Teaming with classically-trained musician Richard Coles (also openly gay), Somerville founded the Communards, described in Graham Ames’ new liner notes as a “political group that happened to make music.” Communards today appears a more self-consciously serious effort than Age of Consent, but it shares that album’s hallmark of coating provocative lyrics with a pop sheen. But The Communards were bigger and bolder than Bronski Beat, adding more acoustic instruments to the multi-layered productions.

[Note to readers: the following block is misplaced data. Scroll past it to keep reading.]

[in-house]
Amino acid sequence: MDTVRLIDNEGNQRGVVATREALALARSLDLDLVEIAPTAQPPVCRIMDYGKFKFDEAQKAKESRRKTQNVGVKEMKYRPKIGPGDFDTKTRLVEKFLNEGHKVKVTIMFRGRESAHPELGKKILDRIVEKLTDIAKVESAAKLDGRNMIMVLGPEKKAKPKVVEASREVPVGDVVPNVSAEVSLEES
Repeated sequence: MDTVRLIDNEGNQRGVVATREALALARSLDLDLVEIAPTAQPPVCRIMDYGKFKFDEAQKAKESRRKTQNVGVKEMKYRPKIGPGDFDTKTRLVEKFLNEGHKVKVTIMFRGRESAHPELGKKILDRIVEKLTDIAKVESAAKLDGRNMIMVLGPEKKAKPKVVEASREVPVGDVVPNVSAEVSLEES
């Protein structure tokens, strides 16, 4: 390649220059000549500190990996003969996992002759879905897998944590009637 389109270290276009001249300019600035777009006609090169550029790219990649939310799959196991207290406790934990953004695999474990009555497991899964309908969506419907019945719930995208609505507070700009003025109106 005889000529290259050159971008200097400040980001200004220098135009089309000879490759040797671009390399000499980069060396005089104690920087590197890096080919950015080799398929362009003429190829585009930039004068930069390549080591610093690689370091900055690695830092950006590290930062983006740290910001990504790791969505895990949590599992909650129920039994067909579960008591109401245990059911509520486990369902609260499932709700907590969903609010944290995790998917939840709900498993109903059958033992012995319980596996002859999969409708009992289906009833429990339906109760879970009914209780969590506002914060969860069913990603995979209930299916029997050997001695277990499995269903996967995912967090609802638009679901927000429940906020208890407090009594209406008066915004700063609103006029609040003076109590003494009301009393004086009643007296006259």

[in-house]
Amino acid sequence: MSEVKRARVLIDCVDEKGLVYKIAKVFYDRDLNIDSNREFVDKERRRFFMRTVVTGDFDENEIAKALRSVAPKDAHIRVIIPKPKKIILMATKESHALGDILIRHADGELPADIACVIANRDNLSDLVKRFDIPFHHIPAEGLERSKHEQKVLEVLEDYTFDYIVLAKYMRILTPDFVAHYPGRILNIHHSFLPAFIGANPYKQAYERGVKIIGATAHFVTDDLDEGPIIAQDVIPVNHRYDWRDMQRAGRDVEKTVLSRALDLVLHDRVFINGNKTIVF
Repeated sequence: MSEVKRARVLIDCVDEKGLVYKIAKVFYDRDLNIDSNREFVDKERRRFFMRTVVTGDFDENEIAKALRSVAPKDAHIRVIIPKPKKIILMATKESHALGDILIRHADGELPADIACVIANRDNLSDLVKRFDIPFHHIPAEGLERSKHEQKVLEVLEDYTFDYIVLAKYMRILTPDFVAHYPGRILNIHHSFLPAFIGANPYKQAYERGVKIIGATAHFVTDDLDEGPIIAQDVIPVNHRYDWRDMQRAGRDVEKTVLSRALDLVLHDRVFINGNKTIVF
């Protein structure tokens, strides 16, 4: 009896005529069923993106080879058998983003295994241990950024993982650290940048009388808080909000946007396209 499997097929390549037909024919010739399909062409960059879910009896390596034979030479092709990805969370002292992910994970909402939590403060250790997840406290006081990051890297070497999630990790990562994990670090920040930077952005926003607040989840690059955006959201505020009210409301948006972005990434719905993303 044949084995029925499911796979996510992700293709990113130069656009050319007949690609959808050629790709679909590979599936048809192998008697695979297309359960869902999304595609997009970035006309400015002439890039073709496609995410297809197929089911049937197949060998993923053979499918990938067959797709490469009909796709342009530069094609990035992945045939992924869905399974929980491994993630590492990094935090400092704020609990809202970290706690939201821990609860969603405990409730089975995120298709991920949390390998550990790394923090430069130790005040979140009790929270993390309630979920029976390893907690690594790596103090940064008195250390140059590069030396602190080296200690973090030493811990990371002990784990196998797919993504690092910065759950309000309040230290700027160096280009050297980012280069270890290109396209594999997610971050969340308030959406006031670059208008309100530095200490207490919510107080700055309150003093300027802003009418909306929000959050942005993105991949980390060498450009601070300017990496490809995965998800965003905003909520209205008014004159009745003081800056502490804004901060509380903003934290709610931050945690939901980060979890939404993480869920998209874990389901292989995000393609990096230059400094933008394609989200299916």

If Donna Summer’s “I Feel Love” was a highlight of Bronski Beat’s debut, The Communards turned their attention to another disco favorite, “Don’t Leave Me This Way.” Popularized by Thelma Houston, the song was actually born in Philadelphia via Harold Melvin and the Blue Notes. The Communards added the big, husky vocals of Sarah Jane Morris to their stellar Hi-NRG version which became the biggest selling single in the United Kingdom in 1986. (Always designing their songs to thrive in the dance format, The Communards also issued “Don’t Leave Me This Way” as a massive 24-minute “Gotham City Mix.” That version included a separate song, “Sanctified,” as part of the whole. The Edsel reissue oddly includes only Parts 1 and 3 of that mega-mix to end all mega-mixes. “Don’t Leave Me” is also heard as part of a “Multi-Mix” medley, another of the whopping seventeen bonus tracks.)